Payroll software is often the most undervalued element of an organisation's software stock, yet its efficiency is vital in ensuring the smooth running of business, writes Sharon Tayfield, operations director at Praxima Payroll Africa Systems.
Changing payroll software can prove disruptive, yet it has to be done when an alternative solution offers the opportunity of better performance in the long run.
There are several considerations that need to be taken into account when planning to change payroll software in order to make the transition as seamless as possible.
* Timing – There is a common misconception that payroll software should be changed at the end or beginning of the financial year. The perceived advantage is that no historical data needs to be imported and the system starts the new year with zero balances. However, waiting until the 1st of March is actually unnecessary as year-to-date totals can be easily imported into the new payroll systems. Many payroll software companies can carry out the transition smoothly.
* Parallel runs – A parallel run is of course advised but not crucial. It provides peace of mind at the very least. However, many organisations insist on multiple parallel runs over several months when, more often than not, a single parallel run is sufficient. From time to time the older or legacy payroll generates information that differs from the new payroll solution (with the errors usually residing on the legacy solution), which protracts the process of going 'live'.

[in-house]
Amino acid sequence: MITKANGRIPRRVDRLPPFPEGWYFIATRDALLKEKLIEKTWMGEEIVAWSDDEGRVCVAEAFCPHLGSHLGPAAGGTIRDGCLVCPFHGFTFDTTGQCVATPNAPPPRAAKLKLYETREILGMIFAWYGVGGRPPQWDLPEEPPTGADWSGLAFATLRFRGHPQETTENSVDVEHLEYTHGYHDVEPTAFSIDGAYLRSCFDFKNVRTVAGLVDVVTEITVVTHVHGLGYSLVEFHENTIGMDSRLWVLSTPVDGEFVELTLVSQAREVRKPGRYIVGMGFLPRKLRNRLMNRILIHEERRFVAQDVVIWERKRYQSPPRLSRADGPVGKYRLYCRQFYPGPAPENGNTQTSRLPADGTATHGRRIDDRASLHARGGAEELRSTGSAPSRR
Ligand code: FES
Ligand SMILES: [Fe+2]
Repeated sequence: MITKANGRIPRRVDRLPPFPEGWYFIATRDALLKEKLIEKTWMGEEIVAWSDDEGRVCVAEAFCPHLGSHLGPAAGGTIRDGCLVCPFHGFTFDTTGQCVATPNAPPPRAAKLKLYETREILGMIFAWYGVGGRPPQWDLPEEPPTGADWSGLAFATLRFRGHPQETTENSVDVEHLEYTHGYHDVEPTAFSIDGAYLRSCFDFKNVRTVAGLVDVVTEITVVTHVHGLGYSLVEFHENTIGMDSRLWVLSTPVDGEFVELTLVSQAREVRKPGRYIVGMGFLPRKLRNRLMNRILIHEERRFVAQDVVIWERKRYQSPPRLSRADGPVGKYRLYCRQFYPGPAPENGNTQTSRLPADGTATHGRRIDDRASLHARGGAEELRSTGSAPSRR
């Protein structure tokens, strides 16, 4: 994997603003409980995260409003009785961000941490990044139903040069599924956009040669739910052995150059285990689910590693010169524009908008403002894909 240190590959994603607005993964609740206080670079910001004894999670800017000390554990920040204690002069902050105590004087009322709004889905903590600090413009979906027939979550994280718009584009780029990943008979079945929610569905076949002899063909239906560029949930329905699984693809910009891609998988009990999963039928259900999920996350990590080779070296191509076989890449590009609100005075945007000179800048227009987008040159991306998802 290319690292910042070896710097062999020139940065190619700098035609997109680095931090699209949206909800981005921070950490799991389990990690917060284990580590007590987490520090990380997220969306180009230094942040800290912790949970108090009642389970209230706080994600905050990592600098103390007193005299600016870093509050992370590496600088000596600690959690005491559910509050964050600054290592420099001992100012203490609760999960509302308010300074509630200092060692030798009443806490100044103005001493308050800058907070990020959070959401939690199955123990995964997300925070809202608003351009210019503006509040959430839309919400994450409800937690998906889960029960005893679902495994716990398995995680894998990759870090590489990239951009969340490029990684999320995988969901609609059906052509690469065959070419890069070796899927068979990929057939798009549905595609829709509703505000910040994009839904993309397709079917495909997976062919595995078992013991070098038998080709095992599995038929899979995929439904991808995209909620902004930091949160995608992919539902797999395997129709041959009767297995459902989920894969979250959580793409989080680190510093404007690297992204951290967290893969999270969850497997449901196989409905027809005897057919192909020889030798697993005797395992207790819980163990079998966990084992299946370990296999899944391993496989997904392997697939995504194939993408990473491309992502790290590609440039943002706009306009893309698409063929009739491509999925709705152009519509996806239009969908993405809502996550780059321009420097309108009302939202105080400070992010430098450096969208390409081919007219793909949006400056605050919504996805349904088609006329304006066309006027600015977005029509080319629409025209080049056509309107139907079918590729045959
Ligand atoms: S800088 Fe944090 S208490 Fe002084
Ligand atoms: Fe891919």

* Resources – A new system requires resources – people with the right skills to implement and maintain the system. When moving to a new system, organisations should determine how much training is necessary and how best to use their resources. It is vital that the payroll provider also provide a strong support service and offer assistance should any problems arise due to lack of resources, and/or teething problems.
* Updates – One would assume that a payroll would have the latest tax updates but this isn't necessarily so. It is essential to ensure your payroll partner is up to date with the latest tax calculations and regulations, and that they regularly update any changes as they occur or are released.
* Integration capabilities – It is important to ensure that new payroll software integrates with your organisation's existing HR and accounting software. This is something to bear in mind when choosing a new payroll. It should be based on 'open architecture' that promotes integration and interoperability. Due to the overlap between HR, accounting and payroll, it is convenient for all three systems to be 'synched' for several reasons: discrepancies are prevented; unnecessary paperwork avoided; and consolidated reporting is made possible.
* Customer support – Aside from offering support during the implementation phase, it is important to choose a payroll software company that provides continual customer support. Problems can occur at any time and support needs to be timely and effective. Look for a payroll organisation that offers a 'dedicated' payroll support person rather than a contact centre where different resources respond to the calls. Having a dedicated support person means a relationship is built with this person and they become familiar with your business and payroll. It is this ongoing relationship with a particular support person that really makes a difference.
* Vendor stability/ references – After the South African Revenue Services (SARS), a company's human capital is its biggest stakeholder. Choosing a payroll partner is therefore a decision not to be taken lightly. Ideally, an organisation should look for a payroll solution that will meet its needs for years to come and feature scalability to accommodate future growth. It is prudent to obtain verifiable references as they will provide peace of mind that you've made the best decision.
Moving to a new payroll system should not be fraught with anxiety and anticipated teething problems if the above issues are considered. If the research is done thoroughly and the migration is properly planned, a smooth 'transition' can be expected.